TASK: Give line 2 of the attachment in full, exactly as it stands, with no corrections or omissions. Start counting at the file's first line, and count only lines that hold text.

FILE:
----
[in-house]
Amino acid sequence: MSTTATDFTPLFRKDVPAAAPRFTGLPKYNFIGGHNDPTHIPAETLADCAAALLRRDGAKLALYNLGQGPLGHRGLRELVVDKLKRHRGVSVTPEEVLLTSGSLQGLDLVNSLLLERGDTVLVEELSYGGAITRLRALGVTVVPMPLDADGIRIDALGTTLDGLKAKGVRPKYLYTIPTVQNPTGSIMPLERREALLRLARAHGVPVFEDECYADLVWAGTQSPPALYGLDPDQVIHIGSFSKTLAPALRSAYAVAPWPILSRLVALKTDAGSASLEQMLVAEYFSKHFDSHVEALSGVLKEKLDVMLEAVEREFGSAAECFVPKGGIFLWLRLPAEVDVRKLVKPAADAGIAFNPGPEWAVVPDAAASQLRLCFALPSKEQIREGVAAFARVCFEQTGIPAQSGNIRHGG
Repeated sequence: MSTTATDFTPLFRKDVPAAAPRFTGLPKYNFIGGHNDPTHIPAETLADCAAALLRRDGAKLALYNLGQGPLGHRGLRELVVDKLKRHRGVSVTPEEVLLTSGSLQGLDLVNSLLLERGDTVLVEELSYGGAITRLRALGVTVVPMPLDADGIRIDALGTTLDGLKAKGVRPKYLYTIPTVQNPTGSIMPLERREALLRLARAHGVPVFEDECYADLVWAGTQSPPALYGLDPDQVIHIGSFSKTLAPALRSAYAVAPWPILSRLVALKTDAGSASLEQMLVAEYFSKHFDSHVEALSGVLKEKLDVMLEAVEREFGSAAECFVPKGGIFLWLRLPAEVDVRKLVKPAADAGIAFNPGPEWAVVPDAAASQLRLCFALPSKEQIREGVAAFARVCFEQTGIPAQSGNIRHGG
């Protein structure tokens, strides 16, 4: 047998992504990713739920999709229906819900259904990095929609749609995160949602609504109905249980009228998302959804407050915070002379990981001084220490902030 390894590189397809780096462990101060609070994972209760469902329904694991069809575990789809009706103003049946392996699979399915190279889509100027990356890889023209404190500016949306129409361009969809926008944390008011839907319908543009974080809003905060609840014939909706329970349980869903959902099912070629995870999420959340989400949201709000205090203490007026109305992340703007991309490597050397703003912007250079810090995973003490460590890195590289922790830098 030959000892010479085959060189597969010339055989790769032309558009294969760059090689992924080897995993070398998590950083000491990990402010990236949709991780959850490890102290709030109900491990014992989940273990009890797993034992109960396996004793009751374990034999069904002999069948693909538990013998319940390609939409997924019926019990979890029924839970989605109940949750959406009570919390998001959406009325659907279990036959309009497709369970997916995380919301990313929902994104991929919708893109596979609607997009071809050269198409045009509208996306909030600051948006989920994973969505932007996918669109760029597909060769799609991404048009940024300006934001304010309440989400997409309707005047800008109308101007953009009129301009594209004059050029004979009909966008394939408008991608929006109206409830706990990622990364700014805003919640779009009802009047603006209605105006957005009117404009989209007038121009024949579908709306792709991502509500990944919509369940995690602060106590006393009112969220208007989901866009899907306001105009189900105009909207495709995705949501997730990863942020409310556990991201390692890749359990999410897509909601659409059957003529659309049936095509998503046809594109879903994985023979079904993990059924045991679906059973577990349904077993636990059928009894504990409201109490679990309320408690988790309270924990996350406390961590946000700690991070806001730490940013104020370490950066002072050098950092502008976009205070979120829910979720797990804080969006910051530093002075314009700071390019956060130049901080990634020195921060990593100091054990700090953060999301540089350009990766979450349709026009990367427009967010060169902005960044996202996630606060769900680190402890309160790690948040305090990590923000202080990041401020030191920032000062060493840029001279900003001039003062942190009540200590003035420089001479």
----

Amino acid sequence: MSTTATDFTPLFRKDVPAAAPRFTGLPKYNFIGGHNDPTHIPAETLADCAAALLRRDGAKLALYNLGQGPLGHRGLRELVVDKLKRHRGVSVTPEEVLLTSGSLQGLDLVNSLLLERGDTVLVEELSYGGAITRLRALGVTVVPMPLDADGIRIDALGTTLDGLKAKGVRPKYLYTIPTVQNPTGSIMPLERREALLRLARAHGVPVFEDECYADLVWAGTQSPPALYGLDPDQVIHIGSFSKTLAPALRSAYAVAPWPILSRLVALKTDAGSASLEQMLVAEYFSKHFDSHVEALSGVLKEKLDVMLEAVEREFGSAAECFVPKGGIFLWLRLPAEVDVRKLVKPAADAGIAFNPGPEWAVVPDAAASQLRLCFALPSKEQIREGVAAFARVCFEQTGIPAQSGNIRHGG